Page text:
|WikiProject Languages||(Rated Stub-class)|
|Note that this article is still in progress, and that the French article Observatoire Linguistique is currently more advanced and more fully documented.|
None of the links here lead to any database like the one described. The "linguasphere" links just lead to a badly-designed incomplete website with vague musings about language, and "pluriplanet.org" is a Timecube-like wiki-monstrosity of nonsense. I don't know what the fuck this article is even trying to describe but it seems to be suggesting that there's some ethnologue-like database produced by these folks. Maybe there is (and, hopefully, their standards for academic research are higher than their standards for web design) but there's no evidence from the links they provide that this resource actually exists, and it's definitely not available freely on the web as the article, for some reason, asserted. Excalibre (talk) 22:25, 25 July 2010 (UTC)
With all due respect I think this article should be scrubbed. It appears to be advertising for a more or less vacant website. (Without spending money, neither link seems to provide any substantive information.)
I won't remove it, because I'm still irked by the way my Zeke Hoskin article was killed (it had a lot more merit than this appears to), but maybe some other guardian of the wikis will do the honors? --Haruo 20:12, 17 September 2006 (UTC)
I accessed their website today (www.linguasphere.com). Here is the statement on the homepage:
- "Linguasphere ICT is no longer in operation, if you are looking for information on ISO 639-6 please visit its offical site at www.geolang.com by either clicking the link or waiting until your browser redirects you."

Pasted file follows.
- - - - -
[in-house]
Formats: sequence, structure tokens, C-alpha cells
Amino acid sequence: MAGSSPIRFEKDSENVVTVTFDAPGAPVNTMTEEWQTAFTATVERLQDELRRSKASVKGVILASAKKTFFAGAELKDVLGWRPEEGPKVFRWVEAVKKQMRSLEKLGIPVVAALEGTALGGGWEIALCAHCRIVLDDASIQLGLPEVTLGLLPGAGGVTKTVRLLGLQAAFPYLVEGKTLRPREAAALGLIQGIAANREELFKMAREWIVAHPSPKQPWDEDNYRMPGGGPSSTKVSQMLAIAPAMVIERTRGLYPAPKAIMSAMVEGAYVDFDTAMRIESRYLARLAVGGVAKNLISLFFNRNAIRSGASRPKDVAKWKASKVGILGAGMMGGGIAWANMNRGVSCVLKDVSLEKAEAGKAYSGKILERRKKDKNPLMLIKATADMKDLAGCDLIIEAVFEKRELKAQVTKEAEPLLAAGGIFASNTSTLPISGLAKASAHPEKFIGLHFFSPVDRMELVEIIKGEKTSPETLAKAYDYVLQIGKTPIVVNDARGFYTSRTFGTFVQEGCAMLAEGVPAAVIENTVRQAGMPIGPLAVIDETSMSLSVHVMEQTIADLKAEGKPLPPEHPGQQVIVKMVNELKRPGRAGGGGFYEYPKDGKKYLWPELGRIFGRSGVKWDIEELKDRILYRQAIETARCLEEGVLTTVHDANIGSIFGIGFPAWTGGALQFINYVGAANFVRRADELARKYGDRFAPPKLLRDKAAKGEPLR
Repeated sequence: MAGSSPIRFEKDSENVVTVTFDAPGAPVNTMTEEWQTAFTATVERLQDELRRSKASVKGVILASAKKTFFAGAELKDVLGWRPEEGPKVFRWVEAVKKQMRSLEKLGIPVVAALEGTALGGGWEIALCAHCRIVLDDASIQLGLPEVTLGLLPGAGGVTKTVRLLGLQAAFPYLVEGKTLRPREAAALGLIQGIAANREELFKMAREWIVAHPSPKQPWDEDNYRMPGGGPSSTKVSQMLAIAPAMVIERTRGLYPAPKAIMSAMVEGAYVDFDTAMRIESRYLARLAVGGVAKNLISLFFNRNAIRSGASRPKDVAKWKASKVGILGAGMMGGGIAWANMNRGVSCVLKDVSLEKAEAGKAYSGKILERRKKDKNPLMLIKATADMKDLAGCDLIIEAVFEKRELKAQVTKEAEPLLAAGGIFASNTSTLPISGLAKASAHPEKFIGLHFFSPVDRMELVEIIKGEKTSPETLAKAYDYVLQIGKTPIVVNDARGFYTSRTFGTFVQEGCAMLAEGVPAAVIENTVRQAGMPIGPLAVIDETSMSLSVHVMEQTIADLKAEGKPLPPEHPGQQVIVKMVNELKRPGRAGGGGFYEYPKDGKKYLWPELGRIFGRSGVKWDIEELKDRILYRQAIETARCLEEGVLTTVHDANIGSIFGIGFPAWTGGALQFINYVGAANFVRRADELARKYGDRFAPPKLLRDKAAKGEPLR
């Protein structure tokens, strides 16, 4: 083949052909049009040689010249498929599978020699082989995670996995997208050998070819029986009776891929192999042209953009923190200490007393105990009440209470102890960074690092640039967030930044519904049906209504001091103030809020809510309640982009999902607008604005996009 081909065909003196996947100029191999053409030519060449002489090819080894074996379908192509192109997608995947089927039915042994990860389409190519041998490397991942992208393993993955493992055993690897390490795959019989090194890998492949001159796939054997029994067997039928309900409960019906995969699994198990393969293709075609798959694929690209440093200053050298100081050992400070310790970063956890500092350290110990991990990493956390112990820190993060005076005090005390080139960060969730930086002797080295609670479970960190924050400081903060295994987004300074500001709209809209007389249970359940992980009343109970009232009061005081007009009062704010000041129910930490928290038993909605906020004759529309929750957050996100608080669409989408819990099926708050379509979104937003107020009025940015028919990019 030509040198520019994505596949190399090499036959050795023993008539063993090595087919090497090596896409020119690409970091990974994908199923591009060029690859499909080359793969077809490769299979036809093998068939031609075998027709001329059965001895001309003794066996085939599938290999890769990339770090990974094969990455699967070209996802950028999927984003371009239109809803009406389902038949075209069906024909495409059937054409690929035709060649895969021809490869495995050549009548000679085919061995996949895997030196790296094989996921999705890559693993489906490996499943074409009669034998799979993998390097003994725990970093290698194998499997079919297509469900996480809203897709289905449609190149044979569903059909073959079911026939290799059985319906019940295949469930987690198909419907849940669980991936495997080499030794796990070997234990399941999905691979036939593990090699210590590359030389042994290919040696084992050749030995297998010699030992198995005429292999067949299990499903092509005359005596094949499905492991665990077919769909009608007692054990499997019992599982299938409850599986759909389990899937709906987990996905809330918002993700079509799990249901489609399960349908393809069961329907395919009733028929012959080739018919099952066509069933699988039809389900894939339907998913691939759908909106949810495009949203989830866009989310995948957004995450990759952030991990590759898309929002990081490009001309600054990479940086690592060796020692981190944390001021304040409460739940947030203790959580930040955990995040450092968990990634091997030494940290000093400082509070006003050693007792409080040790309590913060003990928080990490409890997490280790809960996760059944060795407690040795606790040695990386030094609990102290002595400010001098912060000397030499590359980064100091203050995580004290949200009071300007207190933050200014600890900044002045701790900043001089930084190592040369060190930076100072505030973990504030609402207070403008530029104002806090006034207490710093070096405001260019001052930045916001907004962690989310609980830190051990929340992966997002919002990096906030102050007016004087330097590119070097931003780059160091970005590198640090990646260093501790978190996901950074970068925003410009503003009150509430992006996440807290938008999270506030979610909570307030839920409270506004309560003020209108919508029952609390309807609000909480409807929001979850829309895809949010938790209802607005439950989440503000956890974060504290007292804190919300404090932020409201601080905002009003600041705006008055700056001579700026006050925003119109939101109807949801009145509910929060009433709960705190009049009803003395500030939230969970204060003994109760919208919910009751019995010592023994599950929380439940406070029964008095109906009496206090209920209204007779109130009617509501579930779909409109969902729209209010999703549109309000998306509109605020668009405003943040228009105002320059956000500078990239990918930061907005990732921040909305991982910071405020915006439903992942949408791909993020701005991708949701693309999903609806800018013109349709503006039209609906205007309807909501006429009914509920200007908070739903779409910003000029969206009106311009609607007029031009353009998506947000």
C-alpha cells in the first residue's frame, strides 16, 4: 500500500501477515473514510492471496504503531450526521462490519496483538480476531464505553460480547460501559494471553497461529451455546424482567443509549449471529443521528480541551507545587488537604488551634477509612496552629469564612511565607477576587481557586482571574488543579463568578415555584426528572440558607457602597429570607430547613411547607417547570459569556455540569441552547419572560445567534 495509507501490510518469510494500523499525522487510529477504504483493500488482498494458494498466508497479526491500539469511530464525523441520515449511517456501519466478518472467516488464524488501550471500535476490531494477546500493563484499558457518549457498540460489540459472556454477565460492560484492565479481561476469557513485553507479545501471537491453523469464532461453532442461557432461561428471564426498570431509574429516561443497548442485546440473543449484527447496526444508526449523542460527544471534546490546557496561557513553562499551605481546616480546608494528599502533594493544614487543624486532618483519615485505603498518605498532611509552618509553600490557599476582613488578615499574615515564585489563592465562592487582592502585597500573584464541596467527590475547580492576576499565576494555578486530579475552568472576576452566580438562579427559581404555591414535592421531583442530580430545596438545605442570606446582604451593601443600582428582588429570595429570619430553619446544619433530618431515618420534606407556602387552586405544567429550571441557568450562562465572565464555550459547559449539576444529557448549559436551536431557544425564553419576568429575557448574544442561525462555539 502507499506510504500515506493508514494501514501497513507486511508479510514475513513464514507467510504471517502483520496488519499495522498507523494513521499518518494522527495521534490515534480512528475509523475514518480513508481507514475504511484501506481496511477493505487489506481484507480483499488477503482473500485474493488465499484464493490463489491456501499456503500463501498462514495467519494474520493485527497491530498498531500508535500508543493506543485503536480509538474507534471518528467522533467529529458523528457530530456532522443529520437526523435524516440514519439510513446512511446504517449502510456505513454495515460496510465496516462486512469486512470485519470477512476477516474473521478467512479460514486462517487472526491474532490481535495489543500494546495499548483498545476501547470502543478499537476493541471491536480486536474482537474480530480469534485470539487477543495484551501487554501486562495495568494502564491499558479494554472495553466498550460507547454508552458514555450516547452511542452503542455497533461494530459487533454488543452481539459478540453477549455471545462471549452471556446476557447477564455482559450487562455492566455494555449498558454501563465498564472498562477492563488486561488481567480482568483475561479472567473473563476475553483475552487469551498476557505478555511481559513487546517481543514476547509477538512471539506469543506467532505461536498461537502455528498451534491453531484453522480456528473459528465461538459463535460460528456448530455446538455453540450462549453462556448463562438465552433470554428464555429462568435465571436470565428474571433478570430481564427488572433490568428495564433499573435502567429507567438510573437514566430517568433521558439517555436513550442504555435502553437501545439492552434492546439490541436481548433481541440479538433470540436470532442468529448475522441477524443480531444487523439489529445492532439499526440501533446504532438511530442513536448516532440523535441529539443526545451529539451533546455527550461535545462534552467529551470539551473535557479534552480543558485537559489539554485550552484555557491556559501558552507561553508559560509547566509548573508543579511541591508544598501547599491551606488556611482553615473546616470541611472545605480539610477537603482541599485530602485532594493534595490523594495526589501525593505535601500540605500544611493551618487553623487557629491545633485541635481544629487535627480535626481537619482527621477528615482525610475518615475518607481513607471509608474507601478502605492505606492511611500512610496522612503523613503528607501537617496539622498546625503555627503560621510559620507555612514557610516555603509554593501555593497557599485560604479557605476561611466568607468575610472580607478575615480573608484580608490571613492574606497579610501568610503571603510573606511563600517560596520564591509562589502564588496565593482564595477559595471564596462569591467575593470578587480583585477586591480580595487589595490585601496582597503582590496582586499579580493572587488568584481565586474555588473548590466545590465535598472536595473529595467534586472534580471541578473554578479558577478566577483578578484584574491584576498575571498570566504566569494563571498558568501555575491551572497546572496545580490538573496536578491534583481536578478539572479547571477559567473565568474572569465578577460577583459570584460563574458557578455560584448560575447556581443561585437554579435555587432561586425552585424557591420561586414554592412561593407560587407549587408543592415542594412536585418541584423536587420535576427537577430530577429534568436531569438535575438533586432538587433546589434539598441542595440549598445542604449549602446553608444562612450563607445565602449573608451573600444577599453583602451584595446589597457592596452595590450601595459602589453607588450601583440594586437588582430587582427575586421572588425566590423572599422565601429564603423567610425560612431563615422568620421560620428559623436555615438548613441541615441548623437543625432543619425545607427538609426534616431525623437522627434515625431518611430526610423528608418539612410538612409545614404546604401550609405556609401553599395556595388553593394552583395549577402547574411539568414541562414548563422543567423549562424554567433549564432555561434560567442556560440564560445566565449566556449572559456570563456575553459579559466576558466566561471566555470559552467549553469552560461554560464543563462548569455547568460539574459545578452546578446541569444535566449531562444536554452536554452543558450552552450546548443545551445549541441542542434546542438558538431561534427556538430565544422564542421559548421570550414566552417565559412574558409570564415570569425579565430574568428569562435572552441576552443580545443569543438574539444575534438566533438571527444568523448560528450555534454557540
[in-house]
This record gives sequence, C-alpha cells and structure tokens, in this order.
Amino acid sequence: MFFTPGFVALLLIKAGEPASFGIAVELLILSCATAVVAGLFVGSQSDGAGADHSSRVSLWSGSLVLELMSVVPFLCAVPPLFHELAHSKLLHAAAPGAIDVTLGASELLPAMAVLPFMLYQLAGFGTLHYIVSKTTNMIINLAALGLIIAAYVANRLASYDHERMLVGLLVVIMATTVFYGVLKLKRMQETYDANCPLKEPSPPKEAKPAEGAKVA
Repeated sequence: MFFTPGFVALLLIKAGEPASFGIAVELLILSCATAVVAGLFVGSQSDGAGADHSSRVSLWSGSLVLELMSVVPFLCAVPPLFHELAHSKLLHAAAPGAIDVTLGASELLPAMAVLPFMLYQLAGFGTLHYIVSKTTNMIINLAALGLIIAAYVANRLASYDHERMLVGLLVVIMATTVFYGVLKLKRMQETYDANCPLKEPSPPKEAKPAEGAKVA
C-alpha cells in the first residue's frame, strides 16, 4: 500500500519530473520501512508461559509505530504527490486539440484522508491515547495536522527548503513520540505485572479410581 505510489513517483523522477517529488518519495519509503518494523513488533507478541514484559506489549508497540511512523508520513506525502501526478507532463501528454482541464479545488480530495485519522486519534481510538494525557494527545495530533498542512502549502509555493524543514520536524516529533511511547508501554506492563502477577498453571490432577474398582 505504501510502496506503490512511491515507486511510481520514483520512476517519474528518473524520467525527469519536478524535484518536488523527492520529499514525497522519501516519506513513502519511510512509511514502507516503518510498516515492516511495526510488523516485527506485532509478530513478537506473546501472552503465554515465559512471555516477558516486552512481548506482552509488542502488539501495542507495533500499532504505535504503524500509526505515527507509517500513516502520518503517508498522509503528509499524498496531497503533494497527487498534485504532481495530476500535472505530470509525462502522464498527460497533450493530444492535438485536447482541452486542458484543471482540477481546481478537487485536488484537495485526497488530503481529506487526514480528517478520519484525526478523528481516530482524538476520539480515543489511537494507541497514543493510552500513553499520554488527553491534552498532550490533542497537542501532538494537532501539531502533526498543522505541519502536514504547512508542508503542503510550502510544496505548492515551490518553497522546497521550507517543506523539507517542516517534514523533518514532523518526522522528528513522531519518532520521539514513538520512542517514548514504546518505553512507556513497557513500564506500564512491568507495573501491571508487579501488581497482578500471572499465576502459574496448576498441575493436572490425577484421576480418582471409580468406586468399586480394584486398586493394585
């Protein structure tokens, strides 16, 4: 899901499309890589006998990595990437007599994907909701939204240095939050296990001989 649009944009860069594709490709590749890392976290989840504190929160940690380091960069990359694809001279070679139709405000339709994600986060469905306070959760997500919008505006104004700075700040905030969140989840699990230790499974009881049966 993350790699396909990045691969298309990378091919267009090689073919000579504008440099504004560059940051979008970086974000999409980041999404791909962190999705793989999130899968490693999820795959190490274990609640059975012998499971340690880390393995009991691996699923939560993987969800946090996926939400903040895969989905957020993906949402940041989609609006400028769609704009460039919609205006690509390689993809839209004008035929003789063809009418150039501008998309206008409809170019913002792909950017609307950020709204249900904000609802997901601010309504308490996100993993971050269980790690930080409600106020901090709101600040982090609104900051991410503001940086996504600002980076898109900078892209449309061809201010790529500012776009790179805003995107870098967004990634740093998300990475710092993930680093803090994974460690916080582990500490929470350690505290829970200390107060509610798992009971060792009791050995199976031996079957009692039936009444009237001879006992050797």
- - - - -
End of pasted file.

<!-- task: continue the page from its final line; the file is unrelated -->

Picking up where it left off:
Linguasphere's former website was mediocre, but it was not the bare-bones shell that appears today. However, it used to contain links to the complete text of the "Linguasphere register of the World's languages and Speech Communites" by David Dalby (Linguasphere Press, 1999) - an important scholarly work. The company that has replaced it, GeoLang, Ltd., has not put it back on-line. I consider the inability to access this work via the web to be a disappointing loss.
On their new homepage, GeoLang, Ltd. states:
- "This site will provide free access to the system that enables identification of the worlds language variants within their derivative hierarchies, from your local dialect through to known major language families. The project is on course but this Company is in its first few months of operation so this web site is very much in the process of being developed."
and goes on to say:
- "... the standardised data is due to be published in January 2008."
Charvex 07:48, 27 December 2006 (UTC)
Something new here
Linguasphere is obviously something new in the world of linguistics. It appears to be a massive effort. It has its own terminology. The high-level work is already done. What we don't have is the complete map for all the language groups. And, I may be wrong, but they do not yet address extinct languages. Just because it is in development I do not think we should despise it. Something new always takes time and is full of problems. I suggest we take a forward-looking view and keep them on here. Thanks.Dave (talk) 15:46, 9 October 2010 (UTC)
Comments from the former Talk:Linguasphere_language_code page
sector phylosector [ps] geosector [gs] zone phylozones [pz] or geozones [gz]
- I think there are quite a few examples of gs-pz zones (e.g. Khoisan languages), but not any ps-gz. I'll have to check this. I believe that ps-gz is theoretically possible, but not most practicable: if the languages of a ps are shown to be in genetic relationship one with another, then the constituent zones of the ps are also likely to be based on genetic relationships. --Gareth Hughes 11:43, 23 January 2006 (UTC)